The site made an interesting point: it’s not cold that kills the lavender in the winter. It’s dampness. Roots should be kept as dry as possible. To accomplish this, grow it in raised beds and bury a two-inch thick layer of chicken grit under the root system when you plant it.
The Shakers have grown lavender for over 200 years, and teach others about the best varieties of lavender to plant, maintaining raised beds, and simple propagation, pruning, mulching, harvesting and drying techniques.
So much for cold-climate planting of lavender. I’m convinced it will grow in Downeast Maine, the setting of much of my novel.
What about the lavender plant’s history?
It is thought that around 600 B. C. the Arabians first domesticated lavender. From there it spread from the Greek Hyeres Islands into France, Spain, and Italy. It wasn’t introduced to England or carried to the Americas until the 1600s.
Lavender produces a unique fragrance widely used in the perfume industry. The “fruity” aspect it gives to scented products comes from a green, hay-like property.
The plant played a seductive role in romantic history. Judith (from the Apocrypha), anointed herself with lavender perfume to seduce Holofernes, with the intent on murdering him and saving the Jerusalem. Cleopatra used it to seduce Julius Caesar and Mark Antony.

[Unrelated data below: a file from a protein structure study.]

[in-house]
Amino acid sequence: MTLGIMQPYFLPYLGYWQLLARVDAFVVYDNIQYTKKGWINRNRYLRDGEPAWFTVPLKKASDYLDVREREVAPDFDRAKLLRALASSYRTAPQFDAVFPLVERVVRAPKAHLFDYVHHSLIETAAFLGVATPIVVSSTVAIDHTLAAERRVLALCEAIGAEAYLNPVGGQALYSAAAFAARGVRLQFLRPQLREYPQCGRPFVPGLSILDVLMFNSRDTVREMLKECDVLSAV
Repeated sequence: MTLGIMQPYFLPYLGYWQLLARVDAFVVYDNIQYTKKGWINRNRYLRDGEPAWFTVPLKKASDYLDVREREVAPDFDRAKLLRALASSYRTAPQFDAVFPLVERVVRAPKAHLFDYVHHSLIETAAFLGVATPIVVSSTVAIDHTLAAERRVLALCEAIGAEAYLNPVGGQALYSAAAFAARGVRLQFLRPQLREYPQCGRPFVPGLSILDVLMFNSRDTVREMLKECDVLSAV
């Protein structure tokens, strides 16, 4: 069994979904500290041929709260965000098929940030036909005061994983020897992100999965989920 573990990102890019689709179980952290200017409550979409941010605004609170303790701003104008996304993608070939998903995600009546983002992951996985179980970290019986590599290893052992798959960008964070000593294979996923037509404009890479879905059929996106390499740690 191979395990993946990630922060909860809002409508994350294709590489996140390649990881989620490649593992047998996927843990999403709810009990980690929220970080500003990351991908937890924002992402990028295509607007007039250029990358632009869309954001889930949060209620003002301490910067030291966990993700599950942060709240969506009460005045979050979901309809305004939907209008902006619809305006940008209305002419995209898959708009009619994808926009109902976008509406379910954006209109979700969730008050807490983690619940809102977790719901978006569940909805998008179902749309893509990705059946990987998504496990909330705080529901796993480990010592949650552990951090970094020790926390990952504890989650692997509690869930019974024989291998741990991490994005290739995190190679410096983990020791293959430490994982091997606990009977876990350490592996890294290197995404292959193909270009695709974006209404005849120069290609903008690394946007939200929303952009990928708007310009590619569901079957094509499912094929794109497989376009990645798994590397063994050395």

Women hung lavender next to their beds to incite the passions. In Tudor times they believed that if maidens sipped a lavender brew on St. Luke’s Day, and chanted “St. Luke, St. Luke, be kind to me. In my dreams, let me my true love see.” Alpine girls put lavender in their pillows, hoping for romance. A 1680 ditty titled “Lavender Blue, Dilly Dilly” brings to mind a song of the later 20th century. In Victorian times small bags of lavender were placed in maiden’s cleavage in the hopes of attracting a suitor.
During the Victorian era lavender was used to wash walls and furniture; in furniture polish and soap; in lavender-filled bags were stuffed between sheets in linen presses; to repel insects; to perfume potpourri.
Lavender also has a medicinal history. A decoction of vodka, gin or brandy mixed with lavender was considered great for migraine headaches by German nun Hildegard of Bingen in the 1100s. It was used to treat lice, and was considered a “cure-all,” to be found in all household medicine chests.
In today’s “modern” world, lavender is used to induce sleep, ease stress and relieve depression. It is also used as a tea, in compresses for dressing wounds, and to apply to the forehead to relieve congestion on sinuses, headaches, hangovers, tiredness, tension and exhaustion.
I doubt that many people today would hang a lavender cross over their door to safeguard them from evil. However, lavender has gained popularity in aromatherapy.
What is it?
Why, it’s lavender!